Avalanche Forecast

Issued: Apr 10th, 2023 4:00PM

The alpine rating is considerable, the treeline rating is considerable, and the below treeline rating is moderate. Known problems include Storm Slabs and Loose Wet.

Avalanche Canada bchristie, Avalanche Canada


Give the weather another day to calm down before exploring the alpine.

As the freezing level falls, you will find that conditions change drastically with elevation and through the day.




Avalanche Summary

On Monday in neighboring Waterton National Park, numerous loose wet avalanches up to size 2.5 were reported on all aspects and elevations during the warm, wet storm.

If you have any observations from this region, let us know what you are seeing by submitting a report to the Mountain Information Network.

Snowpack Summary

In the alpine and around treeline, 5-10 cm of new snow covers rain soaked surfaces. Prior to the weekend storm, dry snow only remained on shaded (northerly) slopes.

The mid snowpack is generally settled and strong at treeline and above.

A melt-freeze crust that was buried in mid January can be found 60 to 100 cm below the snow surface.

A weak layer of large, sugary crystals persists at the base of the snowpack. This layer has not produced recent avalanche activity in this area, but professionals continue to monitor for signs of it becoming active.

Weather Summary

Snow/Rain amounts for the ongoing storm are uncertain. Weather models are not agreeing on how widespread or intense the precipitation will be, and exact freezing levels will be hard to forecast as they drop. Prepare to continually evaluate the conditions, and change plans as necessary.

Monday Night

Cloudy with a possible clear period around midnight. Light to moderate rainfall expected. 5 mm with isolated areas of 15 mm or more. Snow/rain line rising to 3000 m, falling back below 2500 m by morning. Moderate southwest ridgetop wind, trending to extreme at high elevations.


Cloudy. 5-10 cm of snow expected. Snow/rain line starts the morning around 2000 m and falls to valley bottom through the day. Treeline low around -4°C. Moderate southwest ridgetop wind, trending to strong at high elevations.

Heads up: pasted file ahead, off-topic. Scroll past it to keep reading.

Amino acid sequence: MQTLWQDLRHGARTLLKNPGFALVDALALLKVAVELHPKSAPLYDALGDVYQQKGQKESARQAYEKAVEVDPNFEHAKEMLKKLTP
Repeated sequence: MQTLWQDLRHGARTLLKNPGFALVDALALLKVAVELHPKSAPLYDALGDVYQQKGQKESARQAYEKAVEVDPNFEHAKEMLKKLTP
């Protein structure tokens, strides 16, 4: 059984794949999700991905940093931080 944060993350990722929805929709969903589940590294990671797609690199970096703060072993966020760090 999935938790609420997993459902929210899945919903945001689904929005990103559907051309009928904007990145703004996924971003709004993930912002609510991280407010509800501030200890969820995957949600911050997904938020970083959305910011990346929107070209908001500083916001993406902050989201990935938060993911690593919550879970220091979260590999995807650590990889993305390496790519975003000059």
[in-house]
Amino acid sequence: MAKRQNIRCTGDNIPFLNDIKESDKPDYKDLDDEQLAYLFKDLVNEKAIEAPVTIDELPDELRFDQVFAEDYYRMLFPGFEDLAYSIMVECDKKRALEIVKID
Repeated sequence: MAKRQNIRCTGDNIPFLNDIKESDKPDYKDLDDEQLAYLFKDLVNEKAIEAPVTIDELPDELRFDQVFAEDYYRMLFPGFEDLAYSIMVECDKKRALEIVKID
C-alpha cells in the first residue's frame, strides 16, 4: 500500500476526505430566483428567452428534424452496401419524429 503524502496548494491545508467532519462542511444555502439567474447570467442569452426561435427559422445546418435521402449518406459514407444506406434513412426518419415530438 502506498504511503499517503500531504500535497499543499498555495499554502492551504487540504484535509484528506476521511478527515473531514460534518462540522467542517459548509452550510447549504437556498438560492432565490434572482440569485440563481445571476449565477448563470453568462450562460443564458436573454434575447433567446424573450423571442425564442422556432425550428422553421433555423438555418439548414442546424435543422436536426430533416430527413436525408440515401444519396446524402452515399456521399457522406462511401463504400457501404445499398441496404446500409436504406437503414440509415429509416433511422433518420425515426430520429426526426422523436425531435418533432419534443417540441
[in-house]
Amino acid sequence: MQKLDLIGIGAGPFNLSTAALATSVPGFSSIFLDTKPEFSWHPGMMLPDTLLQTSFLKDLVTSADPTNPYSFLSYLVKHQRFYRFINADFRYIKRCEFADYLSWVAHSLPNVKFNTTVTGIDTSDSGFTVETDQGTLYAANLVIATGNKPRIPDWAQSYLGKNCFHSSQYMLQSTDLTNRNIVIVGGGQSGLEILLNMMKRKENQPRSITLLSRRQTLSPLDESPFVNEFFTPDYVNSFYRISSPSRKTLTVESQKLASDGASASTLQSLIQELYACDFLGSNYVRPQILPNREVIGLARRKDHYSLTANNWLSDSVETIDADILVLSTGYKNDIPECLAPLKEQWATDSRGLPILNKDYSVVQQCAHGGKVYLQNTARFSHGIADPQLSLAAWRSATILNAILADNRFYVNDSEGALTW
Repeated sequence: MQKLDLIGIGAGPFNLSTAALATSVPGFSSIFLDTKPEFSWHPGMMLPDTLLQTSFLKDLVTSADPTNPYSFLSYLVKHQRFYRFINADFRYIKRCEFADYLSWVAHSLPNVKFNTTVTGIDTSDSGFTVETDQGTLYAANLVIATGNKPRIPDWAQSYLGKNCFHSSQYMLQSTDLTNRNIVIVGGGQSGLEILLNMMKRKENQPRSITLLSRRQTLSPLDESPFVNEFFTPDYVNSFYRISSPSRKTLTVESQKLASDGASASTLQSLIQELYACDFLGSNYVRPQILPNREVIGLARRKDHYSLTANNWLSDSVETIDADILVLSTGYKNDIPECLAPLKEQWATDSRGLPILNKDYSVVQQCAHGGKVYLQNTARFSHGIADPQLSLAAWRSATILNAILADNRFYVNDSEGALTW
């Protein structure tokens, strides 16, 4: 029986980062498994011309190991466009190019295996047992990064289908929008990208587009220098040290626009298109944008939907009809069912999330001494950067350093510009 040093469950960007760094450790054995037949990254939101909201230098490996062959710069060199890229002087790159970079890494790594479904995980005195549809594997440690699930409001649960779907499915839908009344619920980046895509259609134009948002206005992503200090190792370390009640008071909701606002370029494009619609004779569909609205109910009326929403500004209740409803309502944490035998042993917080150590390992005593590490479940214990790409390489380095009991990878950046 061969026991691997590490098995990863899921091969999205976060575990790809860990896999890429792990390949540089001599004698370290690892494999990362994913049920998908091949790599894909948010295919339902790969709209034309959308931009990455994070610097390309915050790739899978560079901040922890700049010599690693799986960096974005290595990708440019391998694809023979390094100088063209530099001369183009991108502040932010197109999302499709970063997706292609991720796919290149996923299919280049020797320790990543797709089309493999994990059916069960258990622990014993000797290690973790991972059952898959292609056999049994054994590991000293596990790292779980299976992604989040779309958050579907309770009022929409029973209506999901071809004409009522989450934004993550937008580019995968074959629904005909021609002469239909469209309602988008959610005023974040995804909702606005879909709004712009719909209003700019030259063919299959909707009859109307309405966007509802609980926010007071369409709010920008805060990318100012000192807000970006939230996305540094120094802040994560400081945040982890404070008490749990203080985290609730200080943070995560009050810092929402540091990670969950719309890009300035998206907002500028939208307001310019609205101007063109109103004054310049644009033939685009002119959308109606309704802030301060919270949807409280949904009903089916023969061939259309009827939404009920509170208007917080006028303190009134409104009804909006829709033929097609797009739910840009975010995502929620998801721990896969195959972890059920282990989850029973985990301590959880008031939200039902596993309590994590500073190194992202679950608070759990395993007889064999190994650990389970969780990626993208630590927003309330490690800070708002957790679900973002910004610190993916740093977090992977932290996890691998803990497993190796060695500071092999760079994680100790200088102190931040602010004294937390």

Partly cloudy. Possible trace of snow expected. Treeline high around -4°C. Light southwest ridgetop wind.


Mostly cloudy. 5 cm of snow expected. Treeline high around -4°C. Light variable ridgetop wind.

More details can be found in the Mountain Weather Forecast.

Terrain and Travel Advice

  • Continue to make conservative terrain choices while the storm snow settles and stabilizes.
  • Be alert to conditions that change with aspect and elevation.
  • Be alert to conditions that change throughout the day.
  • Watch for unstable snow on specific terrain features, especially when the snow is moist or wet.
  • The more the snow feels like a slurpy, the more likely loose wet avalanches will become.


Storm Slabs

An icon showing Storm Slabs

As freezing levels fall, it could start to snow in the alpine overnight, and even below treeline as the storm tapers off on Tuesday.

Strong southwest alpine wind could be stripping ridges down to rock, or rapidly loading leeward terrain.

Use extra caution around ridgecrests, rolls, and on convex slopes. Retreat to mellower terrain if you find signs of instability like shooting cracks, whumpfs, or recent avalanches.

Aspects: All aspects.

Elevations: Alpine, Treeline.



Expected Size

1 - 2

Loose Wet

An icon showing Loose Wet

With moderate rainfall up to 2500 m, loose wet avalanches will remain likely in the morning. As the freezing level drops through the day on Tuesday, the surface will start to freeze and stability will improve.

Watch for signs of a loose, wet snowpack, like snow pinwheeling or snowballing down the slope, or surface snow that looks and feels like a slurpy.

Aspects: All aspects.

Elevations: All elevations.



Expected Size

1 - 2

Valid until: Apr 11th, 2023 4:00PM